Saturday, January 17, 2015

Fwd: Caring about life and death in South L.A.; sainthood for Serra


---------- Forwarded message ----------
From: Los Angeles Times <newsletters@e.latimes.com>
Date: Sat, Jan 17, 2015 at 9:06 AM
Subject: Caring about life and death in South L.A.; sainthood for Serra
To: trrytrvrs@gmail.com


Los Angeles Times - California Essential
Saturday | January 17, 2015
Welcome to Essential California, our weekly newsletter. I'm California Editor Shelby Grad.
Caring About Deaths in South L.A.
In this era of "The Wire," cold-case squads and record-low homicide levels, it's hard to a remember a time when murders in the inner city were so common that they were easy to ignore.

But to many, that was South Los Angeles during the 1980s and early 1990s. At The Times, triple murders sometimes merited little more than a brief mention.

Veteran LAPD Det. Sal LaBarbera, who is retiring after more than 6,000 homicide investigations, never lost count.

In a conversation with Steve Lopez, LaBarbera explained why he kept investigating murders in South L.A. for decades -- even when it seemed the city didn't care.

"Yes, we do handle a lot of gang cases, but we treat every case like the victim was a member of our own family. If you can't do that, you don't belong here," he said.

LaBarbera is retiring just as numbers for 2014 show that violent crime went up for the first time in years in L.A., including a slight increase in homicides.

Is California's Saint a Sinner?
It's impossible to look at the history of California without agonizing over the legacy of Father Junipero Serra.

In the 18th century, Serra founded the state's mission system, bringing Catholicism and ushering in the forces that would shape modern California. But the zeal that made the Spanish Franciscan so admired -- especially in the Catholic community -- also is what has made him so reviled by others. The mission system proved disastrous to hundreds of thousands of native Californians. Serra's mission system could be brutal in pushing Indians to join the church, and it also exposed thousands to foreign diseases that wiped out full villages.

In recent years, a harsh reappraisal by academics has changed the way Serra is taught in California classrooms. Recent textbooks warn that with the arrival of the missions, "thousands of Indians died, and by the end of the 1800s much of the Indian way of life had died also."

This tortured history is sure to be remembered once again with Pope Francis' announcement that he plans to canonize Serra.

California Catholics have for generations sought sainthood, including trying to attribute a miracle to his name.

Los Angeles Archbishop Jose Gomez hailed the news: "It's wonderful to think that this new saint once walked the road that is now the Hollywood Freeway and called it El Camino Real, 'The King's Highway.'"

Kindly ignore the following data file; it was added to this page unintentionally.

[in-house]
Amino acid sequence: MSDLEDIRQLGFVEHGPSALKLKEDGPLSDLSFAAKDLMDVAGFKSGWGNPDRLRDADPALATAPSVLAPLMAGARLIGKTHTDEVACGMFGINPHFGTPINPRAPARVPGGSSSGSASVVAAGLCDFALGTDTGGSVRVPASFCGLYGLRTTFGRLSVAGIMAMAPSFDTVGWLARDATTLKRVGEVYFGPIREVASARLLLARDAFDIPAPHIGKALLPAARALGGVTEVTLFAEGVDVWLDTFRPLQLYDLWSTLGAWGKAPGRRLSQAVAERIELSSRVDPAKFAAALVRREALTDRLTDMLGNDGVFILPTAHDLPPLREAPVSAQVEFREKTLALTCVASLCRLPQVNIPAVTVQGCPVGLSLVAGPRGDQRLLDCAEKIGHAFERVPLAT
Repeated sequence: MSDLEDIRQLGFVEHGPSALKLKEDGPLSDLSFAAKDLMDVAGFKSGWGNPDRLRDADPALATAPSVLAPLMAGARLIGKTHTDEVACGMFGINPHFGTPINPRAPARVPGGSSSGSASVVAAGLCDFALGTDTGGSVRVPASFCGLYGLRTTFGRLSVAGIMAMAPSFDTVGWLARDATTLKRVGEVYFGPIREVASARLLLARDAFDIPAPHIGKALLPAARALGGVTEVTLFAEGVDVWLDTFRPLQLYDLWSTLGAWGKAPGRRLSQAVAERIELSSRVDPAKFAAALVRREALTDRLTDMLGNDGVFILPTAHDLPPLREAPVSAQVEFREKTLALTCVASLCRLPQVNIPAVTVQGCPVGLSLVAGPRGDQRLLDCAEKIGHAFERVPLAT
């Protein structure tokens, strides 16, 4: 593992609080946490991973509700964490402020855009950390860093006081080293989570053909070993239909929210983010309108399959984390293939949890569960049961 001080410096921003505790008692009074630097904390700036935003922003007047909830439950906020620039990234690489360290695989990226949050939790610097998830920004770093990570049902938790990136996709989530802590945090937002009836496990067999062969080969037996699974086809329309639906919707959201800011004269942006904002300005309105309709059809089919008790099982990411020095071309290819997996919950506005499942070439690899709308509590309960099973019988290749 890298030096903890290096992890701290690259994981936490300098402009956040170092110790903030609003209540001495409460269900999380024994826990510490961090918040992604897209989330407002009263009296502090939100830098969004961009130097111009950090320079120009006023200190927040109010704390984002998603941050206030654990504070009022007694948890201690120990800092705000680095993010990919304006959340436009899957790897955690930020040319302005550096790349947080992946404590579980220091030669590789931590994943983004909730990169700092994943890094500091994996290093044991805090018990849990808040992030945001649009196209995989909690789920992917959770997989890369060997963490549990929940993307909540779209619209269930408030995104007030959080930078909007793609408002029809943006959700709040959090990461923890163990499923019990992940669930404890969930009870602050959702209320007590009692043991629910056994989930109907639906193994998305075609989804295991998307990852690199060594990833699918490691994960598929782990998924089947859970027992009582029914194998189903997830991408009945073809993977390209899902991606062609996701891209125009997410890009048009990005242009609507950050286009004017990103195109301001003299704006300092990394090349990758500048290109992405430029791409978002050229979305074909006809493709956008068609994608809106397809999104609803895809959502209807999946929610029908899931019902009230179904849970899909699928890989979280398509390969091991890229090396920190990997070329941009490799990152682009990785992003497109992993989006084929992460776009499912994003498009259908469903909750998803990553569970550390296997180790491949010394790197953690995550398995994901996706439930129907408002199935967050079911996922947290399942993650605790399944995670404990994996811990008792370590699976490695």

But others are likely to focus on the darker side of the missions. Said historian Steven Hackel: "It was an oppressive system for most Indians."

In Sheriff's Scandal, Top Brass Under Scrutiny
Last year, seven employees of the Los Angeles County Sheriff's Department were convicted of obstruction of justice as part of a sweeping federal probe into violence and corruption in the jail system.

Ever since, there have been questions about whether the probe would end there or move up the chain of command. Source now are telling The Times' Cindy Chang that some of those convicted have testified before a grand jury. The targets are unclear. But the sources say some questions have involved former Sheriff Lee Baca and Undersheriff Paul Tanaka.

The department has a new sheriff, Jim McDonnell, who has vowed reforms. But problems are cropping up. Three deputies were recently relieved of duty for allegedly accepting bribes from drivers and stealing items from towed vehicles. And a new report found the department lags behind other major law enforcement agencies in releasing information about officer-involved shootings.

Finally, Some Great Reads for Your Weekend:
-- Battling brain cancer, becoming a poet.

-- A beloved Fresno shoemaker is killed, and the community steps in.

-- Sandy Banks on why the "Black Lives Matter" movement is different from other civil rights protests.

-- As Mitt Romney mulls another White House run, Robin Abcarian checks out his massive La Jolla beach house remodel.

-- How much density can L.A. neighborhoods handle? Koreatown might be a test case.

-- For all that Jerry Brown has achieved, one dream will likely die hard.

-- And is Brown neglecting the poor in his efforts to craft a conservative budget?

-- A new front in the transgender-rights battle: gender-neutral public restrooms.

-- The pastor, the church and a huge embezzlement scandal at Pasadena City Hall.

-- Bypassing Congress to preserve pristine Northern California lands.

-- Is marijuana as dangerous a drug as LSD and heroin? A judge in California is mulling the question.



Unsubscribe from Los Angeles Times California | Sign up for newsletters | Privacy Policy | Copyright © 2014
Los Angeles Times | 202 West First Street, Los Angeles, CA, 90012. | 1-800-LA-TIMES

No comments:

Post a Comment